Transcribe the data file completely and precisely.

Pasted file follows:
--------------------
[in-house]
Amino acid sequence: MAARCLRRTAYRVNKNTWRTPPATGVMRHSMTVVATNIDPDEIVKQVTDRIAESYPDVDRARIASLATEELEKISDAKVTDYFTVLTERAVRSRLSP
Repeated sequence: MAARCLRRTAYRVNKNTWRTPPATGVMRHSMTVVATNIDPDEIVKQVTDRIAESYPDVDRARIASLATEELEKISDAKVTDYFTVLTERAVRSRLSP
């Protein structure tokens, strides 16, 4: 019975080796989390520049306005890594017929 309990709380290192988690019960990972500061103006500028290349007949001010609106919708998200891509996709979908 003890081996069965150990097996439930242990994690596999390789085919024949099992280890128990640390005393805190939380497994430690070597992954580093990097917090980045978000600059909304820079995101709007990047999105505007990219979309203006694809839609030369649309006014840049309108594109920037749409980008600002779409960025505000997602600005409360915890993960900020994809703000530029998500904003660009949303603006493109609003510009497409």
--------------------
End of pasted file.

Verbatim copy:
[in-house]
Amino acid sequence: MAARCLRRTAYRVNKNTWRTPPATGVMRHSMTVVATNIDPDEIVKQVTDRIAESYPDVDRARIASLATEELEKISDAKVTDYFTVLTERAVRSRLSP
Repeated sequence: MAARCLRRTAYRVNKNTWRTPPATGVMRHSMTVVATNIDPDEIVKQVTDRIAESYPDVDRARIASLATEELEKISDAKVTDYFTVLTERAVRSRLSP
């Protein structure tokens, strides 16, 4: 019975080796989390520049306005890594017929 309990709380290192988690019960990972500061103006500028290349007949001010609106919708998200891509996709979908 003890081996069965150990097996439930242990994690596999390789085919024949099992280890128990640390005393805190939380497994430690070597992954580093990097917090980045978000600059909304820079995101709007990047999105505007990219979309203006694809839609030369649309006014840049309108594109920037749409980008600002779409960025505000997602600005409360915890993960900020994809703000530029998500904003660009949303603006493109609003510009497409």